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Profits, harvests or public revenue? Divergent interests and guano fertiliser struggles in the Cape Colony; c. 1872–1910

dc.contributor.authorSnyders, Hendriken_ZA
dc.date.accessioned2016-11-02T12:17:07Z
dc.date.available2016-11-02T12:17:07Z
dc.date.issued2015-11
dc.identifier.citationSnyders, H. 2015. Profits, harvests or public revenue? Divergent interests and guano fertiliser struggles in the Cape Colony; c. 1872–1910. Historia, 60(2):160-184, doi:10.17159/2309-8392/2015/V60N2A8.en_ZA
dc.identifier.issn2309-8392 (online)
dc.identifier.issn0018-229X (print)
dc.identifier.other4, doi:10.17159/2309-8392/2015/V60N2A8
dc.identifier.urihttp://hdl.handle.net/10019.1/99813
dc.descriptionCITATION: Snyders, H. 2015. Profits, harvests or public revenue? Divergent interests and guano fertiliser struggles in the Cape Colony; c. 1872–1910. Historia, 60(2):160-184, doi:10.17159/2309-8392/2015/V60N2A8.en_ZA
dc.descriptionThe original publication is available at http://www.scielo.org.zaen_ZA
dc.description.abstractDuring the first 50 years of its existence, the Cape guano trade was controlled by entrepreneurs who were profit and export orientated. They used their control over certain offshore islands through long-term exploitation leases to fix prices and to manipulate supply to their maximum advantage. Internal divisions, limited financial means and a lack of sophisticated fertiliser knowledge as well as weak farmer organisation, prevented Cape farmers from reversing this situation. Faced with declining soil quality, noxious weeds and decreasing harvests that threatened to scupper their livelihoods, Cape farmers made skilful use of protest, petitioning and pressurising their public representatives and finally succeeded in securing government intervention and access to cheaper and subsidised guano. Fearing their exclusion from the hitherto lucrative trade, guanopreneurs and their political allies resisted this move strongly. The ensuing battle for control of the Cape guano fertiliser market not only saw the last attempts by entrepreneurs to resist state appropriation of the product, but also inadvertently gave guano a small role in the unfolding of political events in the years leading up to the establishment the Union of South Africa.en_ZA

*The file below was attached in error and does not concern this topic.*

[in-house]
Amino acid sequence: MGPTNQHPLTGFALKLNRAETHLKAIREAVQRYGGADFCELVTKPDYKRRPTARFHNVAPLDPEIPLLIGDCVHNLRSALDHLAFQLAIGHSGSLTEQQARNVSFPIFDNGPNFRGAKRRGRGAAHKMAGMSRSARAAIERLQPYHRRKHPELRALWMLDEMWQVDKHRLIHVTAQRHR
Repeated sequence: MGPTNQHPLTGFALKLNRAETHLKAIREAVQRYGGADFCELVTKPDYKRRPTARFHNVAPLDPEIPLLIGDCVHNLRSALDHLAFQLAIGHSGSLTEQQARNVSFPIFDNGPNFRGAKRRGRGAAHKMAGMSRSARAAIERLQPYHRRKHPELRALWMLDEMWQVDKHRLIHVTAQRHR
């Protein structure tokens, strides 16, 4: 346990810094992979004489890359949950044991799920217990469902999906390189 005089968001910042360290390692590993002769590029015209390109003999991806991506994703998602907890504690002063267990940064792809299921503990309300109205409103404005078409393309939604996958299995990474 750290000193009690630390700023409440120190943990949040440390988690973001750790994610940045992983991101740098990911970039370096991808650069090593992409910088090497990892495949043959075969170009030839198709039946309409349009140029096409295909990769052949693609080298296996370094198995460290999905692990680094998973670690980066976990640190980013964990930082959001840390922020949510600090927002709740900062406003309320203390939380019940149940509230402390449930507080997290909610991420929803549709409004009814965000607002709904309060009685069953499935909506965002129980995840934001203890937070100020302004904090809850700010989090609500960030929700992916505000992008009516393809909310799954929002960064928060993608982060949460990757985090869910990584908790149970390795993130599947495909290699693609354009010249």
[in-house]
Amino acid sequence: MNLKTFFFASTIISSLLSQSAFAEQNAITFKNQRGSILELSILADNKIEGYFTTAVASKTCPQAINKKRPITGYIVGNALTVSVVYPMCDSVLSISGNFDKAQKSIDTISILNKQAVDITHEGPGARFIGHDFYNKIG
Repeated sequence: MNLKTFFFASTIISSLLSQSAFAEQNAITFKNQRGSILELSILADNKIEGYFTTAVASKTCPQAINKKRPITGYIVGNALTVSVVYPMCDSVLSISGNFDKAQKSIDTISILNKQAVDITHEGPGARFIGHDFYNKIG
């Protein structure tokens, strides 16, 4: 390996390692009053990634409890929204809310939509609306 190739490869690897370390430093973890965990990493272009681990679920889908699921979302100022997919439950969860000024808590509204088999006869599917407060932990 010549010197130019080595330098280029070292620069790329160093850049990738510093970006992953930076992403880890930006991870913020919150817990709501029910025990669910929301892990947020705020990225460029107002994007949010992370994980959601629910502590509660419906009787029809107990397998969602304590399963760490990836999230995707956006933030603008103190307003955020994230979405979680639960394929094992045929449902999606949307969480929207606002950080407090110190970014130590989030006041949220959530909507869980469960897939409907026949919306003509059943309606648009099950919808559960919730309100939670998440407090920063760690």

dc.description.urihttp://www.scielo.org.za/scielo.php?script=sci_abstract&pid=S0018-229X2015000200008&lng=en&nrm=iso&tlng=en
dc.format.extent25 pagesen_ZA
dc.language.isoen_ZAen_ZA
dc.publisherHistorical Association of South Africaen_ZA
dc.subjectGuano -- South Africa -- Cape Colony -- c.1872-1910en_ZA
dc.subjectGuano fertiliser market -- South Africa -- Cape Colonyen_ZA
dc.subjectIslands -- South Africa -- Cape Colonyen_ZA
dc.subjectOrganic wastes as fertilizeren_ZA
dc.titleProfits, harvests or public revenue? Divergent interests and guano fertiliser struggles in the Cape Colony; c. 1872–1910en_ZA
dc.typeArticleen_ZA
dc.description.versionPublisher's versionen_ZA
dc.rights.holderHistorical Association of South Africaen_ZA


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